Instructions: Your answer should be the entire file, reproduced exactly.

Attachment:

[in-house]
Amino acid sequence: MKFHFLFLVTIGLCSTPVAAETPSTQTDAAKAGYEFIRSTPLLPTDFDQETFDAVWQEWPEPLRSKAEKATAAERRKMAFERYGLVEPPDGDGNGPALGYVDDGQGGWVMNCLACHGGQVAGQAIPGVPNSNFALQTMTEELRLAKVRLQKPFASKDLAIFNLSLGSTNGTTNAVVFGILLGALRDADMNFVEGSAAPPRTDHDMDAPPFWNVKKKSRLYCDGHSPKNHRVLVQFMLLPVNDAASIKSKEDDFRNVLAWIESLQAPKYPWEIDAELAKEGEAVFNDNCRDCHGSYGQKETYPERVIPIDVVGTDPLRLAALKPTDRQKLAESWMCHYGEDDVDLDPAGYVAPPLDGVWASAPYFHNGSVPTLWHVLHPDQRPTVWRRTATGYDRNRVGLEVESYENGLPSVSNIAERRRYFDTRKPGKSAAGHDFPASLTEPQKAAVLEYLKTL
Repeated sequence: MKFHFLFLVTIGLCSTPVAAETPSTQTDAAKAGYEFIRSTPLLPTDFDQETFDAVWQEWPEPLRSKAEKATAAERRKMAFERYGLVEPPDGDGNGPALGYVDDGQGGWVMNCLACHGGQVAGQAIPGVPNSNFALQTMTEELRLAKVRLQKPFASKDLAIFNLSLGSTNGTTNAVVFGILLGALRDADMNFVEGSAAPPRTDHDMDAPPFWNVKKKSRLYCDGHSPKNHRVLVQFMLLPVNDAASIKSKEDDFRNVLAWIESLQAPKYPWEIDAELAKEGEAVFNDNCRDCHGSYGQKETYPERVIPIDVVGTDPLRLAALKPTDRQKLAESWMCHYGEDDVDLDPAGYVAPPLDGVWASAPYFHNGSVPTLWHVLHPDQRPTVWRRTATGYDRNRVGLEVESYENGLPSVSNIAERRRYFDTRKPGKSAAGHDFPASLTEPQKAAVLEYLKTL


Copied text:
[in-house]
Amino acid sequence: MKFHFLFLVTIGLCSTPVAAETPSTQTDAAKAGYEFIRSTPLLPTDFDQETFDAVWQEWPEPLRSKAEKATAAERRKMAFERYGLVEPPDGDGNGPALGYVDDGQGGWVMNCLACHGGQVAGQAIPGVPNSNFALQTMTEELRLAKVRLQKPFASKDLAIFNLSLGSTNGTTNAVVFGILLGALRDADMNFVEGSAAPPRTDHDMDAPPFWNVKKKSRLYCDGHSPKNHRVLVQFMLLPVNDAASIKSKEDDFRNVLAWIESLQAPKYPWEIDAELAKEGEAVFNDNCRDCHGSYGQKETYPERVIPIDVVGTDPLRLAALKPTDRQKLAESWMCHYGEDDVDLDPAGYVAPPLDGVWASAPYFHNGSVPTLWHVLHPDQRPTVWRRTATGYDRNRVGLEVESYENGLPSVSNIAERRRYFDTRKPGKSAAGHDFPASLTEPQKAAVLEYLKTL
Repeated sequence: MKFHFLFLVTIGLCSTPVAAETPSTQTDAAKAGYEFIRSTPLLPTDFDQETFDAVWQEWPEPLRSKAEKATAAERRKMAFERYGLVEPPDGDGNGPALGYVDDGQGGWVMNCLACHGGQVAGQAIPGVPNSNFALQTMTEELRLAKVRLQKPFASKDLAIFNLSLGSTNGTTNAVVFGILLGALRDADMNFVEGSAAPPRTDHDMDAPPFWNVKKKSRLYCDGHSPKNHRVLVQFMLLPVNDAASIKSKEDDFRNVLAWIESLQAPKYPWEIDAELAKEGEAVFNDNCRDCHGSYGQKETYPERVIPIDVVGTDPLRLAALKPTDRQKLAESWMCHYGEDDVDLDPAGYVAPPLDGVWASAPYFHNGSVPTLWHVLHPDQRPTVWRRTATGYDRNRVGLEVESYENGLPSVSNIAERRRYFDTRKPGKSAAGHDFPASLTEPQKAAVLEYLKTL